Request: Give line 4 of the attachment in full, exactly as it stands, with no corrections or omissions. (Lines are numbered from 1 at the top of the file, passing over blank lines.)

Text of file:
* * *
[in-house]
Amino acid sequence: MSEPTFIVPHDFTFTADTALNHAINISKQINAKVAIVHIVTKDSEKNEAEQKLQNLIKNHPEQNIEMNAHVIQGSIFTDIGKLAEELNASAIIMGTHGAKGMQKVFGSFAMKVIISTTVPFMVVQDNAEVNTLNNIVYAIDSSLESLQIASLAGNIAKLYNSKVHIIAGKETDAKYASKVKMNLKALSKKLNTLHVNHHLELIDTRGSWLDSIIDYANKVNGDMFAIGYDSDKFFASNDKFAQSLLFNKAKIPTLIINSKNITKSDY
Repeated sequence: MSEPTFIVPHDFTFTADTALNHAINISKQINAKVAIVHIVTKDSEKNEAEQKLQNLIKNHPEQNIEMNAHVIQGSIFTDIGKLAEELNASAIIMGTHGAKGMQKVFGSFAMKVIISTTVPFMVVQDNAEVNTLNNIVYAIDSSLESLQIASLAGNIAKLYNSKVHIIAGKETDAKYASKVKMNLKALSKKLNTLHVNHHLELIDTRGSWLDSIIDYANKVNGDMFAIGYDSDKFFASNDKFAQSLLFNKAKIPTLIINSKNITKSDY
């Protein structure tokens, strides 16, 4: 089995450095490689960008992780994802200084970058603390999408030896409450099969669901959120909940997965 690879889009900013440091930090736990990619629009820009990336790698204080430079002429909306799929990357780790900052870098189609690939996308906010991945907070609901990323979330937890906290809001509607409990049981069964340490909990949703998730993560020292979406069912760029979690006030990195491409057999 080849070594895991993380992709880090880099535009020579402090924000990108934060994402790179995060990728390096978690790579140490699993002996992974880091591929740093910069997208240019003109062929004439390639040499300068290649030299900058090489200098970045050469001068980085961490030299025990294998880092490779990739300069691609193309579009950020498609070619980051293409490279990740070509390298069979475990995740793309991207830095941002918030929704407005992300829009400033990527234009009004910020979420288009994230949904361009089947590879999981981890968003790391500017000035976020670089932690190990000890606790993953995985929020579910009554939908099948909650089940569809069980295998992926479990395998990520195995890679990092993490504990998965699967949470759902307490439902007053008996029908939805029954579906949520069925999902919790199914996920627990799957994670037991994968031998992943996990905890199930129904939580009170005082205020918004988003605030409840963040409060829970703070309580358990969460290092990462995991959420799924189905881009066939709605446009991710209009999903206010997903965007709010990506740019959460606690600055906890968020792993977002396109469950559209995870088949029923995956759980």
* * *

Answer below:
């Protein structure tokens, strides 16, 4: 089995450095490689960008992780994802200084970058603390999408030896409450099969669901959120909940997965 690879889009900013440091930090736990990619629009820009990336790698204080430079002429909306799929990357780790900052870098189609690939996308906010991945907070609901990323979330937890906290809001509607409990049981069964340490909990949703998730993560020292979406069912760029979690006030990195491409057999 080849070594895991993380992709880090880099535009020579402090924000990108934060994402790179995060990728390096978690790579140490699993002996992974880091591929740093910069997208240019003109062929004439390639040499300068290649030299900058090489200098970045050469001068980085961490030299025990294998880092490779990739300069691609193309579009950020498609070619980051293409490279990740070509390298069979475990995740793309991207830095941002918030929704407005992300829009400033990527234009009004910020979420288009994230949904361009089947590879999981981890968003790391500017000035976020670089932690190990000890606790993953995985929020579910009554939908099948909650089940569809069980295998992926479990395998990520195995890679990092993490504990998965699967949470759902307490439902007053008996029908939805029954579906949520069925999902919790199914996920627990799957994670037991994968031998992943996990905890199930129904939580009170005082205020918004988003605030409840963040409060829970703070309580358990969460290092990462995991959420799924189905881009066939709605446009991710209009999903206010997903965007709010990506740019959460606690600055906890968020792993977002396109469950559209995870088949029923995956759980």